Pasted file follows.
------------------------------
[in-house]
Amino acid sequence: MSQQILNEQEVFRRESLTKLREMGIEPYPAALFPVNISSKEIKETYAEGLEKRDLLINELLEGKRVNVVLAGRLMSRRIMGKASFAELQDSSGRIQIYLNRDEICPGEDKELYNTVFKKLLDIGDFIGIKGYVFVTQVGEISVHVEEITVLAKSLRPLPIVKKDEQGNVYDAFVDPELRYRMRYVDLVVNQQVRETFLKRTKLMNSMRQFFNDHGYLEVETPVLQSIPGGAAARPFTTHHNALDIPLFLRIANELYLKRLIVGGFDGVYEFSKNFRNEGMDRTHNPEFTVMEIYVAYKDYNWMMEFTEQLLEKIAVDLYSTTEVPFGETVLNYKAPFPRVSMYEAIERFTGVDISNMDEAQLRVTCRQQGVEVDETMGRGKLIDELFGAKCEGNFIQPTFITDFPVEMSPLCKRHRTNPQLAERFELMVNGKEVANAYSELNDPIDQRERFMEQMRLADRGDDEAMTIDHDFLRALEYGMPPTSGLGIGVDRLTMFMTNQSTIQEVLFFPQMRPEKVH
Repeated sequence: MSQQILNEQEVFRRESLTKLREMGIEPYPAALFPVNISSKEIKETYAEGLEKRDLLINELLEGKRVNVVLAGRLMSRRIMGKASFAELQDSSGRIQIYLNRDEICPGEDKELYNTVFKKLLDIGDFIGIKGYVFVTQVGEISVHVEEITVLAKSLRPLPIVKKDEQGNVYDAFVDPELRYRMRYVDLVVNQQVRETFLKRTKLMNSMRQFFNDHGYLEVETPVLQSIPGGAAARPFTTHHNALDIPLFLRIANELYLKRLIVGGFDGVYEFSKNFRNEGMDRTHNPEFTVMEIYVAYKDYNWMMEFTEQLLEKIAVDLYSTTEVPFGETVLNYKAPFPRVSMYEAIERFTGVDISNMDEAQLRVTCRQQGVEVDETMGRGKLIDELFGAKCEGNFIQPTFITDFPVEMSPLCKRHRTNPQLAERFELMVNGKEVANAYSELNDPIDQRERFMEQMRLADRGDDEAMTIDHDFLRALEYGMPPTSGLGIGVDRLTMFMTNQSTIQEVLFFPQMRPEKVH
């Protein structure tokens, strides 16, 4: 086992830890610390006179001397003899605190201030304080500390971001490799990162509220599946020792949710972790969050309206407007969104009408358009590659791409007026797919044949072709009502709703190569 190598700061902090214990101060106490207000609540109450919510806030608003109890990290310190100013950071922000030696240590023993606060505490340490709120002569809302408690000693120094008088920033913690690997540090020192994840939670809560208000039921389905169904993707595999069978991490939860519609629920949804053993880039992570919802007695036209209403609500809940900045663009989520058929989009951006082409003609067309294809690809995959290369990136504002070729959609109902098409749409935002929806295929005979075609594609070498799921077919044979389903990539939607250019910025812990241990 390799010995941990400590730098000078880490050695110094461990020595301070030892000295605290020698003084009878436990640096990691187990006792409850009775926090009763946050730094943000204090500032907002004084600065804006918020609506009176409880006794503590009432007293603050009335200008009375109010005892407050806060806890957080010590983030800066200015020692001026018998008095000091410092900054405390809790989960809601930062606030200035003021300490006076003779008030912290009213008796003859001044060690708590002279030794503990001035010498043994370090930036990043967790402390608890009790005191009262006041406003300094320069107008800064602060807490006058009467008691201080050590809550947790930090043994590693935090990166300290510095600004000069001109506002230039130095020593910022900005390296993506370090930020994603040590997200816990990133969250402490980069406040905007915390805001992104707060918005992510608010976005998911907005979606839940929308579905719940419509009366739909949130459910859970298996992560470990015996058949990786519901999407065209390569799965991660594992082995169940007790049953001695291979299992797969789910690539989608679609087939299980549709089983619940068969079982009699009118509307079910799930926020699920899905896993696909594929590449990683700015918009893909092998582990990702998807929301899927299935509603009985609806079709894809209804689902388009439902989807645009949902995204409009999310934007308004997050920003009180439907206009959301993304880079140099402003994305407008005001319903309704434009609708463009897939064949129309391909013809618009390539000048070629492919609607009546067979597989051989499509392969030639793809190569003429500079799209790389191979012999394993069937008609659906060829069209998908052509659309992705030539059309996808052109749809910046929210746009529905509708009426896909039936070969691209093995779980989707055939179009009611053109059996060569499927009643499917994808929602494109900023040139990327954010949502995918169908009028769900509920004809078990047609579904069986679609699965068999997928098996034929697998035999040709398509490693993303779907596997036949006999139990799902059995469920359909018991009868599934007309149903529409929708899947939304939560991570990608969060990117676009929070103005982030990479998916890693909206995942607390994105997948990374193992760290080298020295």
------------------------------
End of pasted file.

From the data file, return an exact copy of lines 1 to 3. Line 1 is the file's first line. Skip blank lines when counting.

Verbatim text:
[in-house]
Amino acid sequence: MSQQILNEQEVFRRESLTKLREMGIEPYPAALFPVNISSKEIKETYAEGLEKRDLLINELLEGKRVNVVLAGRLMSRRIMGKASFAELQDSSGRIQIYLNRDEICPGEDKELYNTVFKKLLDIGDFIGIKGYVFVTQVGEISVHVEEITVLAKSLRPLPIVKKDEQGNVYDAFVDPELRYRMRYVDLVVNQQVRETFLKRTKLMNSMRQFFNDHGYLEVETPVLQSIPGGAAARPFTTHHNALDIPLFLRIANELYLKRLIVGGFDGVYEFSKNFRNEGMDRTHNPEFTVMEIYVAYKDYNWMMEFTEQLLEKIAVDLYSTTEVPFGETVLNYKAPFPRVSMYEAIERFTGVDISNMDEAQLRVTCRQQGVEVDETMGRGKLIDELFGAKCEGNFIQPTFITDFPVEMSPLCKRHRTNPQLAERFELMVNGKEVANAYSELNDPIDQRERFMEQMRLADRGDDEAMTIDHDFLRALEYGMPPTSGLGIGVDRLTMFMTNQSTIQEVLFFPQMRPEKVH
Repeated sequence: MSQQILNEQEVFRRESLTKLREMGIEPYPAALFPVNISSKEIKETYAEGLEKRDLLINELLEGKRVNVVLAGRLMSRRIMGKASFAELQDSSGRIQIYLNRDEICPGEDKELYNTVFKKLLDIGDFIGIKGYVFVTQVGEISVHVEEITVLAKSLRPLPIVKKDEQGNVYDAFVDPELRYRMRYVDLVVNQQVRETFLKRTKLMNSMRQFFNDHGYLEVETPVLQSIPGGAAARPFTTHHNALDIPLFLRIANELYLKRLIVGGFDGVYEFSKNFRNEGMDRTHNPEFTVMEIYVAYKDYNWMMEFTEQLLEKIAVDLYSTTEVPFGETVLNYKAPFPRVSMYEAIERFTGVDISNMDEAQLRVTCRQQGVEVDETMGRGKLIDELFGAKCEGNFIQPTFITDFPVEMSPLCKRHRTNPQLAERFELMVNGKEVANAYSELNDPIDQRERFMEQMRLADRGDDEAMTIDHDFLRALEYGMPPTSGLGIGVDRLTMFMTNQSTIQEVLFFPQMRPEKVH